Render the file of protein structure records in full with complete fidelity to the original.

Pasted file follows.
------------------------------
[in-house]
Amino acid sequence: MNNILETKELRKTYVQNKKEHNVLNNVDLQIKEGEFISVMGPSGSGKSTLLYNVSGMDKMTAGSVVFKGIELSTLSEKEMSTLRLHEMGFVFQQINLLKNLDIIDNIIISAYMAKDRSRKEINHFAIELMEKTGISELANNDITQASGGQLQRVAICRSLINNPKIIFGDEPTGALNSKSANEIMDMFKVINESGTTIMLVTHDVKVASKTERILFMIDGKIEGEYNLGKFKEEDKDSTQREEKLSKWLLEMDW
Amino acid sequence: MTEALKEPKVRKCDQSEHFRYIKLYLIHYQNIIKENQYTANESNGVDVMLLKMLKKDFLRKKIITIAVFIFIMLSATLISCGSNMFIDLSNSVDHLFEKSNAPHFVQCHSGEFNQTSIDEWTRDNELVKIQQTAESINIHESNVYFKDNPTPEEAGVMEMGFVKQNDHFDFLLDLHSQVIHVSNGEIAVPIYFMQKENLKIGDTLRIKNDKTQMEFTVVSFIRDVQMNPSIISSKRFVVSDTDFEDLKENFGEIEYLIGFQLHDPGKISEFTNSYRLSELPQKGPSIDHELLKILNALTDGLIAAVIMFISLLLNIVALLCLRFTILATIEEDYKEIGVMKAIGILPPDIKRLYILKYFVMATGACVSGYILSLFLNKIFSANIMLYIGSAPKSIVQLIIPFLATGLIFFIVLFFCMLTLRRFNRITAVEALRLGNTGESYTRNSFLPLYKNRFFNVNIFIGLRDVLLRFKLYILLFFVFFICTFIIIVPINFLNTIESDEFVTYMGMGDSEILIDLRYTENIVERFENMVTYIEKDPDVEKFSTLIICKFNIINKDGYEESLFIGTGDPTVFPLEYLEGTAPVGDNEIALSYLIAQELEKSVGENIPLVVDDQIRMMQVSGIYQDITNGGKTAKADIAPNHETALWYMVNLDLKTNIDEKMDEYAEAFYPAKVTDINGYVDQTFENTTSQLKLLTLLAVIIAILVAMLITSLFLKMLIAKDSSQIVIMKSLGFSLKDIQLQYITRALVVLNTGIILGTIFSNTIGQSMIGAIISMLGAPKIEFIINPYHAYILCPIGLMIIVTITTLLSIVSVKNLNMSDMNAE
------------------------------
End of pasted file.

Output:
[in-house]
Amino acid sequence: MNNILETKELRKTYVQNKKEHNVLNNVDLQIKEGEFISVMGPSGSGKSTLLYNVSGMDKMTAGSVVFKGIELSTLSEKEMSTLRLHEMGFVFQQINLLKNLDIIDNIIISAYMAKDRSRKEINHFAIELMEKTGISELANNDITQASGGQLQRVAICRSLINNPKIIFGDEPTGALNSKSANEIMDMFKVINESGTTIMLVTHDVKVASKTERILFMIDGKIEGEYNLGKFKEEDKDSTQREEKLSKWLLEMDW
Amino acid sequence: MTEALKEPKVRKCDQSEHFRYIKLYLIHYQNIIKENQYTANESNGVDVMLLKMLKKDFLRKKIITIAVFIFIMLSATLISCGSNMFIDLSNSVDHLFEKSNAPHFVQCHSGEFNQTSIDEWTRDNELVKIQQTAESINIHESNVYFKDNPTPEEAGVMEMGFVKQNDHFDFLLDLHSQVIHVSNGEIAVPIYFMQKENLKIGDTLRIKNDKTQMEFTVVSFIRDVQMNPSIISSKRFVVSDTDFEDLKENFGEIEYLIGFQLHDPGKISEFTNSYRLSELPQKGPSIDHELLKILNALTDGLIAAVIMFISLLLNIVALLCLRFTILATIEEDYKEIGVMKAIGILPPDIKRLYILKYFVMATGACVSGYILSLFLNKIFSANIMLYIGSAPKSIVQLIIPFLATGLIFFIVLFFCMLTLRRFNRITAVEALRLGNTGESYTRNSFLPLYKNRFFNVNIFIGLRDVLLRFKLYILLFFVFFICTFIIIVPINFLNTIESDEFVTYMGMGDSEILIDLRYTENIVERFENMVTYIEKDPDVEKFSTLIICKFNIINKDGYEESLFIGTGDPTVFPLEYLEGTAPVGDNEIALSYLIAQELEKSVGENIPLVVDDQIRMMQVSGIYQDITNGGKTAKADIAPNHETALWYMVNLDLKTNIDEKMDEYAEAFYPAKVTDINGYVDQTFENTTSQLKLLTLLAVIIAILVAMLITSLFLKMLIAKDSSQIVIMKSLGFSLKDIQLQYITRALVVLNTGIILGTIFSNTIGQSMIGAIISMLGAPKIEFIINPYHAYILCPIGLMIIVTITTLLSIVSVKNLNMSDMNAE